Brian Peterson: The old days where we actually shot the photos with the camera. And, this is a great setup. I’m, you’ve got the setup in a particular order, and I understand you actually shot some of them that we will see in a second.
Jennifer O'Rourke: Yeah, I shot the last night and we’ll show that in a moment.
Brian Peterson: But why did you have them set up this way?
Jennifer O'Rourke: Obviously they’re staggered by size, by height, and in this case also by the child age. This is newborn, the day she was born, and then going into her growth a little bit more, but there’s, we have her with her parents. It doesn’t really follow her growth, but this is something that I’m working on for my granddaughter’s third birthday that’s coming up.
Brian Peterson: All right.
Jennifer O'Rourke: Yeah. And I do a lot of memorials in commercial videos, and I would normally have something like this set up on with a cloth over the table. And I would balance some of these shots, some of these frames a little higher on just about anything. A Kleenex box will work, I’ve got-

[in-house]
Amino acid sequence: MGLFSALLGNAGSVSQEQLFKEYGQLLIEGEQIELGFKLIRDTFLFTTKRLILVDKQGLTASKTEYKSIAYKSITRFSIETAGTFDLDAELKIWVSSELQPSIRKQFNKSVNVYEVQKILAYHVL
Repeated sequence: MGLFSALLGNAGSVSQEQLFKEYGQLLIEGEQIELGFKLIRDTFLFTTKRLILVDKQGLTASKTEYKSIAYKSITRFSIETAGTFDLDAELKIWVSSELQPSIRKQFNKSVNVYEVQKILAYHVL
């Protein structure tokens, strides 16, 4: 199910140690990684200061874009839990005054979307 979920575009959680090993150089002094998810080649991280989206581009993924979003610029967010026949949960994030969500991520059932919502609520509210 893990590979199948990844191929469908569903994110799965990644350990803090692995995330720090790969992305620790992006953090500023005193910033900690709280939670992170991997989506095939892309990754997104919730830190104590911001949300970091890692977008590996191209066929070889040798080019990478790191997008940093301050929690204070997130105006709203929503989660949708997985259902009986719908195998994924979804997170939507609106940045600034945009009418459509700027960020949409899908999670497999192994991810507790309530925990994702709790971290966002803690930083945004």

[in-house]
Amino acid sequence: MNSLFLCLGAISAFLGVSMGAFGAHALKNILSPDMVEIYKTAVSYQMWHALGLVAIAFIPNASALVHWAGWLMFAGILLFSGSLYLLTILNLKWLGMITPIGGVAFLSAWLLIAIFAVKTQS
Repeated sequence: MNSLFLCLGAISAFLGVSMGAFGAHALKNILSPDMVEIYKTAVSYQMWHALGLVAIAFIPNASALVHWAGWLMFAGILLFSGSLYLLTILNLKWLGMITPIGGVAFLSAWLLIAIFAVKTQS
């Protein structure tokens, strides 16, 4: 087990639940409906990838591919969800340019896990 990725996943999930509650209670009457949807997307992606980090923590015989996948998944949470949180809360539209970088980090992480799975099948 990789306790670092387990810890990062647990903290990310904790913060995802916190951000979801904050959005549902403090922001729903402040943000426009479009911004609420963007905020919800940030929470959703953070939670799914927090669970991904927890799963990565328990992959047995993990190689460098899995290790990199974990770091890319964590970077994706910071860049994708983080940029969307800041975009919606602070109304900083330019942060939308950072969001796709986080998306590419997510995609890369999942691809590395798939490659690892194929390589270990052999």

Brian Peterson: Of course, underneath the cloth, so all that’s seen-
Jennifer O'Rourke: Right.
Brian Peterson: are different staggered levels.
Jennifer O'Rourke: if you do a right lighting light as nice,
Brian Peterson: Nice texturing.
Jennifer O'Rourke: texturing and paddling, and you know, you can use DVDs. I used my Star Wars box set last night. It worked pretty good. And my toaster. And it worked pretty good.
Brian Peterson: Your video toaster?
Jennifer O'Rourke: No, haha, my toaster toaster. My cat loves my toaster too, he’s got a thing about it, he’s kept- never mind. Anyway, what we have here is the distance between the pictures that will give us nice depth when we, we can rack focus from one picture to the other, or we can do what I call a slow fly over to the shot. Or we can dissolve to a pan from one shot to another.